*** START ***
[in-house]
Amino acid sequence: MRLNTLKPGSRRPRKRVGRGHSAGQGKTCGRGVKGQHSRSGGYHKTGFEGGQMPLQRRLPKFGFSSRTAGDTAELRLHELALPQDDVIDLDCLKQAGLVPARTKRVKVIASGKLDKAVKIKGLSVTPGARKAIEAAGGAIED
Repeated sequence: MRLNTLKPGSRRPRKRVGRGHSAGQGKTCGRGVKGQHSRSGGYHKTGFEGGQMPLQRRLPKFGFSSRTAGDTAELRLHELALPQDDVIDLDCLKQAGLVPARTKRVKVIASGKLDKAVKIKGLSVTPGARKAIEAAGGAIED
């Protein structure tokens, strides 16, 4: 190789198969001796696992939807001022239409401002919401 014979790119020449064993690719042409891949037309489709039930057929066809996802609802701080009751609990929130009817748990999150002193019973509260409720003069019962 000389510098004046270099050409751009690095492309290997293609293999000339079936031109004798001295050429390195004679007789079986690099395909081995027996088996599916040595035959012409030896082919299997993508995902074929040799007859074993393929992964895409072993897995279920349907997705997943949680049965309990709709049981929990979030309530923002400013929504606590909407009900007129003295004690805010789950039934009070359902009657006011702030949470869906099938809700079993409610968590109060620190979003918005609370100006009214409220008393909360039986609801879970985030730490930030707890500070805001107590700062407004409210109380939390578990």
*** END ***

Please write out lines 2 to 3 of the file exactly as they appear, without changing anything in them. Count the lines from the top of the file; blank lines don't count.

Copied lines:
Amino acid sequence: MRLNTLKPGSRRPRKRVGRGHSAGQGKTCGRGVKGQHSRSGGYHKTGFEGGQMPLQRRLPKFGFSSRTAGDTAELRLHELALPQDDVIDLDCLKQAGLVPARTKRVKVIASGKLDKAVKIKGLSVTPGARKAIEAAGGAIED
Repeated sequence: MRLNTLKPGSRRPRKRVGRGHSAGQGKTCGRGVKGQHSRSGGYHKTGFEGGQMPLQRRLPKFGFSSRTAGDTAELRLHELALPQDDVIDLDCLKQAGLVPARTKRVKVIASGKLDKAVKIKGLSVTPGARKAIEAAGGAIED